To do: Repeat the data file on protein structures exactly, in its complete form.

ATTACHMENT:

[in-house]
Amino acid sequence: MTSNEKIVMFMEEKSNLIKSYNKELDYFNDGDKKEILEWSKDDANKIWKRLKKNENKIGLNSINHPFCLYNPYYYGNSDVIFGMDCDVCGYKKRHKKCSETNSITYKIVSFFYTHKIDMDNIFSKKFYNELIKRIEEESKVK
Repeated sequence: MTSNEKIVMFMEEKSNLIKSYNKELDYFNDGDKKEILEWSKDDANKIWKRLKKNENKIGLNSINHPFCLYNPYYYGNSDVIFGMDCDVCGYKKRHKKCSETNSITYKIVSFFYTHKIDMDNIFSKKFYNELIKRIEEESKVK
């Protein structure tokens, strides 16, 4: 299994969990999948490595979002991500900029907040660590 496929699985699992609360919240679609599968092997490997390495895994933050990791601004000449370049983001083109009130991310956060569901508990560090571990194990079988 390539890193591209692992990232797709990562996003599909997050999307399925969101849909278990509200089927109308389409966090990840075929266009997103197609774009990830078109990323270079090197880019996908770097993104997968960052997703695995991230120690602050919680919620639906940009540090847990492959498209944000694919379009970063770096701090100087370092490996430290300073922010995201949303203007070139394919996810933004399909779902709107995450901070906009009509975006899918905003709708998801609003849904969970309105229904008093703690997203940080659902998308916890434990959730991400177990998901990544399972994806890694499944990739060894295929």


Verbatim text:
[in-house]
Amino acid sequence: MTSNEKIVMFMEEKSNLIKSYNKELDYFNDGDKKEILEWSKDDANKIWKRLKKNENKIGLNSINHPFCLYNPYYYGNSDVIFGMDCDVCGYKKRHKKCSETNSITYKIVSFFYTHKIDMDNIFSKKFYNELIKRIEEESKVK
Repeated sequence: MTSNEKIVMFMEEKSNLIKSYNKELDYFNDGDKKEILEWSKDDANKIWKRLKKNENKIGLNSINHPFCLYNPYYYGNSDVIFGMDCDVCGYKKRHKKCSETNSITYKIVSFFYTHKIDMDNIFSKKFYNELIKRIEEESKVK
């Protein structure tokens, strides 16, 4: 299994969990999948490595979002991500900029907040660590 496929699985699992609360919240679609599968092997490997390495895994933050990791601004000449370049983001083109009130991310956060569901508990560090571990194990079988 390539890193591209692992990232797709990562996003599909997050999307399925969101849909278990509200089927109308389409966090990840075929266009997103197609774009990830078109990323270079090197880019996908770097993104997968960052997703695995991230120690602050919680919620639906940009540090847990492959498209944000694919379009970063770096701090100087370092490996430290300073922010995201949303203007070139394919996810933004399909779902709107995450901070906009009509975006899918905003709708998801609003849904969970309105229904008093703690997203940080659902998308916890434990959730991400177990998901990544399972994806890694499944990739060894295929």